The sharp shooters brought into the 5th Corps headquarters this morning, 15 cavalrymen belonging to Wm. Henry Lee's command. They had been on picket and were cut off by the force which was sent to the assistance of Sheridan.

Hd. Qrs. Army of the Potomac,
April 1--Midnight.

A courier from Sheridan has just arrived with the most cheering news. The combined forces of cavalry and Warren's infantry advanced against the enemy this afternoon, driving them several miles and capturing about four thousand prisoners, and a number of guns. They retreated to the Five Forks where they were flanked by a part of the 5th corps which had moved down the White Oak road. It was here the large number of prisoners were taken. The rebels then retreated south, along the White Oak road and were vigorously pursued by General Sheridan while McKenzie's cavalry, from the Army of the James, advanced west on the Fork road towards the South Side road and when the messenger left was only about three miles from it and would undoubtedly reach it before morning. Thus the last great line of railroad the rebels have to supply their capital and Lee's army is about to be severed and it is firmly believed that they will immediately leave their present positions at Petersburg and Richmond. Sharp cannonading is now going on near the centre of the line held by the left of the 6th corps.

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Description of Page: Summary taken from the Repository of recent state legislation of interest to Franklin County, column 1, classified ads, columns 2-7

The Spring Election
(Column 1)
Summary: Lists the results from the recent election of election judges. Those townships that elected an "abolitionist" judge are: Antrim, Greenvillage, Fayetteville, Hamilton, Dry Run, Metal, Mercersburg, Peters, Loudon, Warren, North Ward, and South Ward. Those that elected a Democratic judge are: Guilford, Letterkenny, Concord, Sulphur Spring, Lurgan, Welsh Run, Quincy, St. Thomas, Orrstown, Mt. Rock, and Washington. Also takes issue with the Repository's classification of Mr. Coon as "Union." Says it is true that Coon is for the Union, but "not in the Repository's meaning of the term."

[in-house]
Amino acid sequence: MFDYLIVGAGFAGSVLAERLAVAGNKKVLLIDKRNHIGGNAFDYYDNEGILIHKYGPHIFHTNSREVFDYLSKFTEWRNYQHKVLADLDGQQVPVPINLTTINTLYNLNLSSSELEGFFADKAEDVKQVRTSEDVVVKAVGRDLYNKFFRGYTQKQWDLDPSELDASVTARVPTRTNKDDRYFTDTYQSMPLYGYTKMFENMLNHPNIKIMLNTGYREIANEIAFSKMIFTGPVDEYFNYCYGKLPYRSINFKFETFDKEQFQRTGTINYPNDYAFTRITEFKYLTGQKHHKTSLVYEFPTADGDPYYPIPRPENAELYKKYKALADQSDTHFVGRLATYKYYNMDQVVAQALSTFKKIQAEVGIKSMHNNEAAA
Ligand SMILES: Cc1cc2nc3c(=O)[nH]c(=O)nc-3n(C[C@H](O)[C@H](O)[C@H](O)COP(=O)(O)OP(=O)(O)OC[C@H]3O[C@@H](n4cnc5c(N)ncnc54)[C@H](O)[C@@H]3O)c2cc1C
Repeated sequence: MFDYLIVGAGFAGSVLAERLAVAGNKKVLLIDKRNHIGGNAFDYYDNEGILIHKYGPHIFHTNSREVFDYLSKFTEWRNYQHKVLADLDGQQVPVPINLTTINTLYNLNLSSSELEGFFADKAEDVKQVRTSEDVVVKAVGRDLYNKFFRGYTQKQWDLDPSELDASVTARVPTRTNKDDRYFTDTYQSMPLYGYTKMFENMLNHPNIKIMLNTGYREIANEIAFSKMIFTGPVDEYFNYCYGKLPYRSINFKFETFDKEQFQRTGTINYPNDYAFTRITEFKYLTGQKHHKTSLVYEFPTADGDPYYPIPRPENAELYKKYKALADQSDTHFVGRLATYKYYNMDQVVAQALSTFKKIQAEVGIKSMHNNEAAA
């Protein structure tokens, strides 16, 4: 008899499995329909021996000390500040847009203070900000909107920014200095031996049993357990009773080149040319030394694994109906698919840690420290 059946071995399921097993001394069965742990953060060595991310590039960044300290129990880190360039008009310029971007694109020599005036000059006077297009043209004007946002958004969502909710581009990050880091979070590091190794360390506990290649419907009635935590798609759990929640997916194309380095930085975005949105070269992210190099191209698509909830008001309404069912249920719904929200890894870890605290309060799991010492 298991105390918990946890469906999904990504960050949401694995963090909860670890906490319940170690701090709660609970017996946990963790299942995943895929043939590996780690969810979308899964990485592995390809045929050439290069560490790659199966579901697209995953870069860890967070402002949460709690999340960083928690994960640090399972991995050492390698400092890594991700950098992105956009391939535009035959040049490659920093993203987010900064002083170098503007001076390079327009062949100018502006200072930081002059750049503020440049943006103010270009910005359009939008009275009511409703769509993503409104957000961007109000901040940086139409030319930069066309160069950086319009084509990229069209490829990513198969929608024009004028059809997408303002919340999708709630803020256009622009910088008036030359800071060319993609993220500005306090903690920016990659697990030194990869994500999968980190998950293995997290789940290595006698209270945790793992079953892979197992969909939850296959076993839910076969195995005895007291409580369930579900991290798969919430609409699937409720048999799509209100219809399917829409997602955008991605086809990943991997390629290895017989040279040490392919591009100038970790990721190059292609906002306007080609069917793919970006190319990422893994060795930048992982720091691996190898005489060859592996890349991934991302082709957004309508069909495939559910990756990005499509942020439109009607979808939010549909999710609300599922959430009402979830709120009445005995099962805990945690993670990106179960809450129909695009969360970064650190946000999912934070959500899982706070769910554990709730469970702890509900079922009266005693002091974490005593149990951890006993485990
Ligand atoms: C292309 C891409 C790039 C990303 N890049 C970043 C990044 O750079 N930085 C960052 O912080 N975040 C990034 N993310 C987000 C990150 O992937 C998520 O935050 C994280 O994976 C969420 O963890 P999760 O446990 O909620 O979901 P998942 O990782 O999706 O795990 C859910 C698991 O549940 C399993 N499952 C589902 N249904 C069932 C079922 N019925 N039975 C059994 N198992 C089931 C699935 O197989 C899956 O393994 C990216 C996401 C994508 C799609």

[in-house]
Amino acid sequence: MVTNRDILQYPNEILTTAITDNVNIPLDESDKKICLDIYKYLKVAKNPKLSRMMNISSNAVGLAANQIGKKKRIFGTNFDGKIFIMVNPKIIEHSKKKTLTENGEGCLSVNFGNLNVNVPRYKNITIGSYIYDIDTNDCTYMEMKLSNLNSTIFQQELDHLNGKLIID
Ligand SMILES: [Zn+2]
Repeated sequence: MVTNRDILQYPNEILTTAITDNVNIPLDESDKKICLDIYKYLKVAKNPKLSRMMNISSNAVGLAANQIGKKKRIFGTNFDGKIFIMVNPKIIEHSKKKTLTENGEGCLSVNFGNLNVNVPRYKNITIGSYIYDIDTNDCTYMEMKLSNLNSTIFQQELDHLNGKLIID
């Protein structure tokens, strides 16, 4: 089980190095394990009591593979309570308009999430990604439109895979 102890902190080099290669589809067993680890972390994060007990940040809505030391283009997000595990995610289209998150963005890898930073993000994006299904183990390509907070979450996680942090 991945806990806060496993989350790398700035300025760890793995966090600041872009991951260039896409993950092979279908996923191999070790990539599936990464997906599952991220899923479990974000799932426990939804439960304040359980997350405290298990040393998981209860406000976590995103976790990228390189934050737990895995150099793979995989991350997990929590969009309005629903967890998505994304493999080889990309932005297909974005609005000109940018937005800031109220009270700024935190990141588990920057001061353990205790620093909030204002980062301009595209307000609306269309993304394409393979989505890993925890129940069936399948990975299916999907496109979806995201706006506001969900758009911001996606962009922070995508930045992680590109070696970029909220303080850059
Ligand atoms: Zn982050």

(Names in announcement: Mr. Coon)
Citizen Prisoners
(Column 1)
Summary: Reports that D. M. Eiker, J. Porter Brown, and George R. Kaufman, who escaped from a rebel prison in Salisbury, have arrived safely in Nashville, Tennessee. Also notes that Charles H. Kinsler, also formerly a prisoner in the South, died from typhoid fever in Philadelphia last week.
(Names in announcement: D. M. Eiker, J. Porter Brown, George R. Kaufman, Charles H. Kinsler)
[No Title]
(Column 2)
Summary: Thanks Captain Thomas Myers of the 107th Regiment, Pennsylvania Volunteers, for sending the Valley Spirit copies of Raleigh, North Carolina newspapers. Points out to readers who "grumble at paying $2.50 per year for our paper" that the subscription costs of those papers are much higher than the Valley Spirit's.
(Names in announcement: Captain Thomas Myers)
77th Regt. P. V.
(Column 2)
Summary: Reports that Sergeant R and the rest of the 77th Pennsylvania Volunteers only learned that their regiment had been mounted from reading the Valley Spirit.
Rev. S. H. C. Smith
(Column 2)
Summary: Newspaper from the previous place of employment for Rev. S. H. C. Smith offers a tribute to the minister, who is the new pastor of the M. E. Church in Chambersburg.
(Names in announcement: Rev. S. H. C. Smith)
Origin of Article: Mifflintown True Democrat
(Column 2)
Summary: Reports that on last Tuesday, while hauling cornfodder with James D. Rea, William Gilbert was thrown from a wagon when his horses took fright. After hitting a stone wall, Gilbert was left with a bruised side and a badly cut head. He was treated by Dr. John D. Rea.
(Names in announcement: James D. Rea, Dr. John D. Rea, William Gilbert)
Origin of Article: Star of the Valley

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Description of Page: Classified ads, columns 1-7